Easter 2020 is fast approaching, and whether you live in Spain or will just be spending the Easter Holidays in the country, it’s likely that you’ll be wondering what to expect from a Spanish Easter.
Spain is a Christian country with a largely Catholic population, although there is a small minority of other Christian and non-Christian religions represented too. For this reason, Easter celebrations in Spain focus much more on the religious aspects of the holidays, and the giant bunnies delivering chocolate eggs that provide a focal point of the celebrations in the UK are missing from almost all Spanish customs. Instead you can expect to find religious processions, family gatherings, and a host of unique sweet treats. As Easter is a public holiday, it is a busy celebration, and one with huge cultural importance in Spain.
Here are some of the main traditions and customs that you will experience if you choose to spend Easter in Spain:
Religious Processions and Floats
The main focus of the Easter celebrations in Spain is on the religious processions that take place throughout the week. These processions consist of elaborate floats, colourful costumes, and musical accompaniment from drums and brass instruments. The most eye-catching aspect of these parades are the ornate floats, which feature statues of Jesus, the Virgin Mary and important Easter events (such as the crucifixion or the last supper). They are adorned with intricate detailing and art works. These floats are occasionally pulled by vehicles, but more frequently they are carried by men and women whose heads are hidden underneath them.
If you’re prepared to travel to experience the very best Easter parades that Spain has to offer then some of the largest and most elaborate processions can be seen in the Andalusian cities of Seville and Granada, as well as further north in the Castilla y León cities of Zamora, Salamanca and Valladolid.
Brotherhoods and Mourners
Whilst you might not have heard of the Spanish religious brotherhoods, they are an integral part of any Easter parade. Each brother hood has its own distinctive markings on its costume, which consists of colourful silky robes which have a pointed hood and cover the wearer from head to toe. Unfortunately, for many visitors not used to the brotherhoods, these costumes can invoke memories of certain groups, which were around in the southern United States, particularly during the 1950s and 60s. There are no similarities between these groups, and there is nothing sinister about the brotherhoods in Spain.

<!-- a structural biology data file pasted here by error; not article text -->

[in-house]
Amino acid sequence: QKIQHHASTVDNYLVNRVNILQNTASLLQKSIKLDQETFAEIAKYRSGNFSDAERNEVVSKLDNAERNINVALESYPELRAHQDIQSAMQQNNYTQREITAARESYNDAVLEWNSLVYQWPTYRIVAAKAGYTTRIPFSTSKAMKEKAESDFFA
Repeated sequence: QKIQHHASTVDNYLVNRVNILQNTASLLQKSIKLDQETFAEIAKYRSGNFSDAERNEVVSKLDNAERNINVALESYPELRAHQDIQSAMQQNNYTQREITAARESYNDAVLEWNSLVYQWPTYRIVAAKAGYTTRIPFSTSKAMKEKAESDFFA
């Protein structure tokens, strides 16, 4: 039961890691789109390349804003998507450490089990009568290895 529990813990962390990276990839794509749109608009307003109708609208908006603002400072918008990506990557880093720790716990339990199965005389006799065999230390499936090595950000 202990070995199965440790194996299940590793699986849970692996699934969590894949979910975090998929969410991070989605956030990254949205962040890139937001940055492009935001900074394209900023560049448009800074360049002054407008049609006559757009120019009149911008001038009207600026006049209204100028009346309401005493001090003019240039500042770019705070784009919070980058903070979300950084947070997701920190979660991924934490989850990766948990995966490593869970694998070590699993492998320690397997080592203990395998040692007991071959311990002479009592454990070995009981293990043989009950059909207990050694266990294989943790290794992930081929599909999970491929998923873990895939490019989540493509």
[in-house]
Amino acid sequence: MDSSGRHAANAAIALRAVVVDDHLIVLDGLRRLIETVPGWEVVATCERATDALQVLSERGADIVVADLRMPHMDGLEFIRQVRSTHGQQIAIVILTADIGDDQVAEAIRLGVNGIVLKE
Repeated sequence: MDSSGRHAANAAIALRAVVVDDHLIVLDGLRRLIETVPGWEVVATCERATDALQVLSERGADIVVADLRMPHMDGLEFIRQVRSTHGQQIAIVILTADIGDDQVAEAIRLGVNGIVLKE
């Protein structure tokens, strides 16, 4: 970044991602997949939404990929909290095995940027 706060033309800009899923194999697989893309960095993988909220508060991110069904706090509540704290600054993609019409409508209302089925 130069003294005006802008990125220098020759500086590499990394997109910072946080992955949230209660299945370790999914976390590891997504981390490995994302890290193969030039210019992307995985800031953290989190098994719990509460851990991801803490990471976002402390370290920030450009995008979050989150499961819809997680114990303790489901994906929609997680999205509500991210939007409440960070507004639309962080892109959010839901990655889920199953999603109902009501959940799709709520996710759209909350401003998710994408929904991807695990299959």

During the processions, the Brotherhoods are often followed by mourners. Always dressed in black, and usually women, the mourners wear lace veils and carry candles. They are involved in the parade to represent the mourning of the death of God, and a serve as a reminder of the death that lead to the celebration.
Easter Sunday Lunch
Family is hugely important in Spain, so it should come as no surprise that a traditional Easter sunday routine will involve attending Mass before returning home for a huge family lunch. Families will typically travel home for Easter, just as they do for Christmas, so multigenerational families will enjoy cooking and eating together. Wondering what they will be eating? Garlic soup with a baked egg in the middle, or seafood dishes are both popular choices.
Easter for Children
If you attend an Easter parade or procession then it’s likely that, as well as the floats and processionals, you will also witness groups of children carrying balls made of wax. This is because it is tradition for the children in Spain, particularly in Andalusian cities, to create wax balls using the wax that falls from the candles being carried by the mourners and the brotherhoods. When the candle bearers pause during the parades, the children bend under the candles to collect wax to add to their balls, then compete to see who can create the largest one.
Although there are traditionally no chocolate eggs to gorge on in Spain, there are other Easter treats to enjoy. One of the most popular of these is torrijas, which is a traditional Spanish Easter Dish that is similar to French toast. It is made from bread which is then dipped in egg and milk before being fried and covered in honey and sugar. The best versions of this dish can be found in the Basque Country, where it is eaten at any time of the day.
Other popular and delicious Spanish Easter food include the Andalusian favourite of Pestinos, which are deep fried fritters flavoured with anise and orange and glazed with sugar or honey, or Monas de Pascua. Found in the Catalunya region, these are ring shaped sweetbreads that have been covered with sugar and candied fruits. If you’re still hoping for your Easter chocolate fix then you’ll be pleased to hear that some modern versions of this cake are filled with cream, covered in chocolate, and topped with chicks and chocolate Easter eggs.
Are you thinking of moving to Spain and experiencing the celebrations as a local? Why not get in touch with our locally based property experts today? They can help you to turn your dreams of Spanish homeownershp into a reality.